Henry Morton Stanley

(redirected from Sir Henry Morton Stanley)
Also found in: Dictionary, Thesaurus, Wikipedia.
Sir Henry Morton Stanley
John Rowlands
Birthday
BirthplaceDenbigh, Wales, United Kingdom
Died

Stanley, Henry Morton (b. John Rowlands)

(1841–1904) journalist, explorer; born in Denbigh, Wales. After an unhappy youth he came to New Orleans (1859) and received his new name from a merchant who informally adopted him. During the Civil War he served in the Confederate army and then the Union army and navy; after the war he covered Gen. W. S. Hancock's expedition against the Indians (1867) as a correspondent. He also went to the Middle East as a journalist. Sent by Bennett of the New York Herald in 1869 to find the "lost" Scottish missionary, David Livingstone, Stanley found him deep in Africa in 1871 and greeted him with the oft-quoted "Dr. Livingstone, I presume?" On his return to England, Stanley's claims were not at first believed but he went back to Africa and explored extensively (1874–77) and published Through the Dark Continent (1878). He helped to organize the Congo Free State (1879–84). After several more expeditions, he went to London and, becoming a British citizen again (1892), was elected to Parliament (1895). His last years were spent in further travel and lecturing, and he died in London.

Stanley, Henry Morton

 

(real name, John Rowlands). Born Jan. 28, 1841, in Denbigh, Wales; died May 10, 1904, in London. Journalist and explorer of Africa.

Stanley left Great Britain for the USA at the age of 17. In 1871–72, as a correspondent for the New York Herald, he journeyed from the eastern coast of Africa deep into the interior in search of D. Livingstone, who was believed lost. He found Livingstone in a village near Lake Tanganyika; they both later explored the lake. Stanley led an Anglo-American expedition across Africa from east to west from 1874 to 1877. Starting from Zanzibar, he reached Lake Victoria and determined its circuit. He discovered the Ruwenzori Mountains and Lakes Edward (Idi Amin Dada) and George, explored the Kagera River, and traveled around Lake Tanganyika; he reached the Lualaba River and established its identity with the upper course of the Congo (Zaire) River; he navigated the Congo River to its mouth and mapped its middle course, which had been unknown to Europeans.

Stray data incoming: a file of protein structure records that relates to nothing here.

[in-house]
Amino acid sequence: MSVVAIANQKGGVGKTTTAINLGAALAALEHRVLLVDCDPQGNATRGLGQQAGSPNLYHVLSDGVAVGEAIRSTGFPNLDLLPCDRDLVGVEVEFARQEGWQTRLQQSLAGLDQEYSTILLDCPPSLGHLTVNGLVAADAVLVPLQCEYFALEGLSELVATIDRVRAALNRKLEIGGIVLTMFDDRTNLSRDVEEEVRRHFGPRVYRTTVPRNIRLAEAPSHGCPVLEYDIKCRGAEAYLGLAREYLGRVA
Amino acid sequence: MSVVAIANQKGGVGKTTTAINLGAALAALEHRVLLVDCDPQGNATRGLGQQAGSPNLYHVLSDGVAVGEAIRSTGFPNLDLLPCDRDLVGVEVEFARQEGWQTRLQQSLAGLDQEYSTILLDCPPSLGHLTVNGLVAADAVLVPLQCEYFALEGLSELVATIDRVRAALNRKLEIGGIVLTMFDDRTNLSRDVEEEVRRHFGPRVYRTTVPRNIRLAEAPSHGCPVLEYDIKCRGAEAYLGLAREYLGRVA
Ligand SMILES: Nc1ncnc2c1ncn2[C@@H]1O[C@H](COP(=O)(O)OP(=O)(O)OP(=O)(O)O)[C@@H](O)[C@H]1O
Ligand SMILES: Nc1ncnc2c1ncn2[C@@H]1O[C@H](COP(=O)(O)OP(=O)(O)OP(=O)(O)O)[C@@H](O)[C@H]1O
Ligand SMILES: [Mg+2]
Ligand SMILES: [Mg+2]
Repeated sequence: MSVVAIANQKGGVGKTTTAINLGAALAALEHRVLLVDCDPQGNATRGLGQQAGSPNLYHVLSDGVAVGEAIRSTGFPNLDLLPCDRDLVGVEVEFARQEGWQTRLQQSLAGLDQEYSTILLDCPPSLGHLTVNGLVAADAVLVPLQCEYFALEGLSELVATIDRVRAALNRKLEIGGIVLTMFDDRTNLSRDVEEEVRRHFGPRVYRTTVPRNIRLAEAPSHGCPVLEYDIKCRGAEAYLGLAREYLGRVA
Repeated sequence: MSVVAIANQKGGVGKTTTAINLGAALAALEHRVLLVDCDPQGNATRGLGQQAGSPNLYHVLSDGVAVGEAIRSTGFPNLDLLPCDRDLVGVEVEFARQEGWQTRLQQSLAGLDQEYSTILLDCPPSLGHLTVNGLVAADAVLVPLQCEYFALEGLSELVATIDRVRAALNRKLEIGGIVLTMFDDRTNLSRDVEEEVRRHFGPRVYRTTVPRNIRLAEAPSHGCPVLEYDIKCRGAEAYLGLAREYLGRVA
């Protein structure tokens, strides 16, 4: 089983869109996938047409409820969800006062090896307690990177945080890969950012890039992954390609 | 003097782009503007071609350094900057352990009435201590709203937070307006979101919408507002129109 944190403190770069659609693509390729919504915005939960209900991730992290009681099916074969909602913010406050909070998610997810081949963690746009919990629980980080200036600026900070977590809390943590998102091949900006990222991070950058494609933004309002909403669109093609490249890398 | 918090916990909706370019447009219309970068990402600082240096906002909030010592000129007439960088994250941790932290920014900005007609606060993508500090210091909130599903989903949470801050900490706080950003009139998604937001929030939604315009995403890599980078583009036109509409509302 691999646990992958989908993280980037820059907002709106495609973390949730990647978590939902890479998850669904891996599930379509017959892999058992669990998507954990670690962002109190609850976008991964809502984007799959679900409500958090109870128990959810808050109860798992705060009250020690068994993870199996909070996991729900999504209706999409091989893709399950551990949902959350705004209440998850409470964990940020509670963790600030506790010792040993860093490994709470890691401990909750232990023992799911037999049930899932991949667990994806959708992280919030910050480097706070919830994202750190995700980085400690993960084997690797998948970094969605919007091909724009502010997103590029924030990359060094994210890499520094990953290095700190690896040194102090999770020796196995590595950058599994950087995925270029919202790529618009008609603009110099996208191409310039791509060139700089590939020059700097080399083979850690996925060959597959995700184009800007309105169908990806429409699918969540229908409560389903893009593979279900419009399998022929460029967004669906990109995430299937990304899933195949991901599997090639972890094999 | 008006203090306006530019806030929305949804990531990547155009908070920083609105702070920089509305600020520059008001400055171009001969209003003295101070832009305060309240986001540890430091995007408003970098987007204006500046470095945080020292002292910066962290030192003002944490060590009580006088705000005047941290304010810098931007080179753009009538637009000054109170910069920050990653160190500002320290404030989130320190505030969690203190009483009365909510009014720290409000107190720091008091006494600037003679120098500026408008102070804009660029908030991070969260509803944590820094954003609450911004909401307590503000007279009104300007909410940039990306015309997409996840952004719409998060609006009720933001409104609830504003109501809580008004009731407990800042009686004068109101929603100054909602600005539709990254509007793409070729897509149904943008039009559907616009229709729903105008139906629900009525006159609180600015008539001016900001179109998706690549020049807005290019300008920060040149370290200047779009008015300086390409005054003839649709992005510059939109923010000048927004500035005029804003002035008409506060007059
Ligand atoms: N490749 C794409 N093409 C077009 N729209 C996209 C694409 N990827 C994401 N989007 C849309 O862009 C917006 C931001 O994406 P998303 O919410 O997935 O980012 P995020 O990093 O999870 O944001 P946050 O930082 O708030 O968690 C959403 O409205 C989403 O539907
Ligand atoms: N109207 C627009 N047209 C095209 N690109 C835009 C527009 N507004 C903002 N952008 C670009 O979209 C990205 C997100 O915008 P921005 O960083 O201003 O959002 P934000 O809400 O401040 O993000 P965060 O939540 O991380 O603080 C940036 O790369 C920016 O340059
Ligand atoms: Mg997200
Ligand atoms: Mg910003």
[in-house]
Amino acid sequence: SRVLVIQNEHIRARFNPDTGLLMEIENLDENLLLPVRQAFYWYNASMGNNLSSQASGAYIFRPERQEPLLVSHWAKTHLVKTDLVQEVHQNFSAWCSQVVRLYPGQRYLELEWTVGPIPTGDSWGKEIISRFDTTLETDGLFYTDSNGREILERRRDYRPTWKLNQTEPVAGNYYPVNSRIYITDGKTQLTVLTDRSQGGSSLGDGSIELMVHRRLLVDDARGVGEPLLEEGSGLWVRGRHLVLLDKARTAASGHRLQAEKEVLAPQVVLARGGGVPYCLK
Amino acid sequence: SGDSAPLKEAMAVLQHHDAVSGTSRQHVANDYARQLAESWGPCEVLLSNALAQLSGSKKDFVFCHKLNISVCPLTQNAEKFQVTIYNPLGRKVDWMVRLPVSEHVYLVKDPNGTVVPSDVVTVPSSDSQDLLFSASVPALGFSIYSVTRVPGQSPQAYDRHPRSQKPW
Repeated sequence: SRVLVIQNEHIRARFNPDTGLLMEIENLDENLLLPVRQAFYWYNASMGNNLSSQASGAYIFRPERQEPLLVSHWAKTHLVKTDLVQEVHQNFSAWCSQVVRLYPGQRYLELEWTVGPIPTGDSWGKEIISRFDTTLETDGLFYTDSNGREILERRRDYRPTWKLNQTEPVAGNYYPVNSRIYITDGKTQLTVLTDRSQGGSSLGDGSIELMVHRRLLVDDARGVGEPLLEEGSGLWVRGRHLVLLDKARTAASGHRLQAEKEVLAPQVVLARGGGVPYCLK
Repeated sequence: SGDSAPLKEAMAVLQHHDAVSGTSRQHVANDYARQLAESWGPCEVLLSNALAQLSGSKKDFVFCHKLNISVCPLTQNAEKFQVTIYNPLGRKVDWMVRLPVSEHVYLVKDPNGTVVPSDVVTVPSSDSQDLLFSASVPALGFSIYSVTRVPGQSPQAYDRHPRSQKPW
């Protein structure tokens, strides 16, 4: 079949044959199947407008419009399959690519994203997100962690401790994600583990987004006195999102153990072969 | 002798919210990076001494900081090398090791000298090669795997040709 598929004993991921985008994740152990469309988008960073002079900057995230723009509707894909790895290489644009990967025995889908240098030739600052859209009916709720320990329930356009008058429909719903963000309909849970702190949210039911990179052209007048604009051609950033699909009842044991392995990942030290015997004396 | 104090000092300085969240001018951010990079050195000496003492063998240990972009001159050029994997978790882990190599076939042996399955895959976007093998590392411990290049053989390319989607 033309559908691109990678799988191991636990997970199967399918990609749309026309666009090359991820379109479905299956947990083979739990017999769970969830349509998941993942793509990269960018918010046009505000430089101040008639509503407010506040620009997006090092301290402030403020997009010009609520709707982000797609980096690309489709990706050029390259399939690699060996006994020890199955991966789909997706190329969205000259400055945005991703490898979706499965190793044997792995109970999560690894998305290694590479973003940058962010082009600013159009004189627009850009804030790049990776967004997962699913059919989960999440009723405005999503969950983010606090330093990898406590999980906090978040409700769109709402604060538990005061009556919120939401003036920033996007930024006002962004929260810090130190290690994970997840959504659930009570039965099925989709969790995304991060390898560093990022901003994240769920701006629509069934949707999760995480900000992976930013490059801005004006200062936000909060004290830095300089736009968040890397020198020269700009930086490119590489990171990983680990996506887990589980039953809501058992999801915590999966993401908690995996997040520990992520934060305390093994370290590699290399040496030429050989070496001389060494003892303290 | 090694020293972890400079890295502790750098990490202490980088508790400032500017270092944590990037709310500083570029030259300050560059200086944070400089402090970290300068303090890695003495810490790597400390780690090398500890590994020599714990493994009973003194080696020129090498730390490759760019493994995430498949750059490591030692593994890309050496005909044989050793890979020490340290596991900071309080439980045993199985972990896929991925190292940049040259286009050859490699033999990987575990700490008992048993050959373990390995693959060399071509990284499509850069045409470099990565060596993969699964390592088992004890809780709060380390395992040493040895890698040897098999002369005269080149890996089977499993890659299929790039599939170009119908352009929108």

In the service of the Belgian king Leopold II from 1879 to 1884, Stanley participated in the conquest of the Congo River basin; on the way he explored several of its tributaries and discovered Lakes Leopold II (Mai-Ndombe) and Tumba. Between 1887 and 1889 he recrossed Africa at the head of a British expedition, this time from west to east, explored the Aruwimi River, and established that Lake Edward belongs to the Nile system. Waterfalls on the upper Congo are named after Stanley.

Figure 1. Staged evaporation: (a) two-stage intradrum, (b) three-stage with exhaust cyclone; (1) clear section (first evaporation stage), (2) flow of boiler water, (3) salt section (second evaporation stage), (4) cyclone (third evaporation stage)

WORKS

Through the Dark Continent .... vols. 1–2. London, 1878.
In Darkest Africa ..., vols. 1–2. London, 1890.
In Russian translation:
Kak ia otyskal Livingstona. St. Petersburg, 1874.
V debriakh Afriki, 3rd ed. Moscow, 1958.

REFERENCE

Gornung, M. B., Iu. G. Lipets, and I. N. Oleinikov. Istoriia otkrytiia i issledovaniia Afriki. Moscow, 1973.

I. N. OLEINIKOV

References in periodicals archive ?
SIR HENRY MORTON STANLEY THE illegitimate son of John Rowlands Snr and Elizabeth Parry, Henry Morton Stanley was born John Rowlands.
One of many Denbigh men who were well regarded during the Tudor and Stuart period included Humphrey Llwyd, who produced the first painted map of Wales, while Sir Henry Morton Stanley, a Denbigh resident was one of the first Europeans to map the territories of Eastern Africa, including the Congo.
It is teaching kids from the Congo, where most of them come from, about Sir Henry Morton Stanley.
Also on this day: 1483: Birth of Martin Luther, German religious reformer who began the Reformation; 1697: Birth of painter & engraver William Hogarth; 1728: Birth of playwright Oliver Goldsmith; 1871: Sir Henry Morton Stanley met Livingstone at Ujiji, Tanganyika; 1913: John Archer was elected Britain's first coloured mayor in Britain in Battersea, London; 1919: Air mail service started between London and Paris; 1938: Nazis burned 267 synagogues and destroyed thousands of Jewish homes and businesses in Germany; 1925: Birth of Welsh actor Richard Burton; 1986: Death of jockey Sir Gordon Richards.
Another contender from North Wales is Sir Henry Morton Stanley, the man who uttered the famous words, "Dr Livingstone, I presume.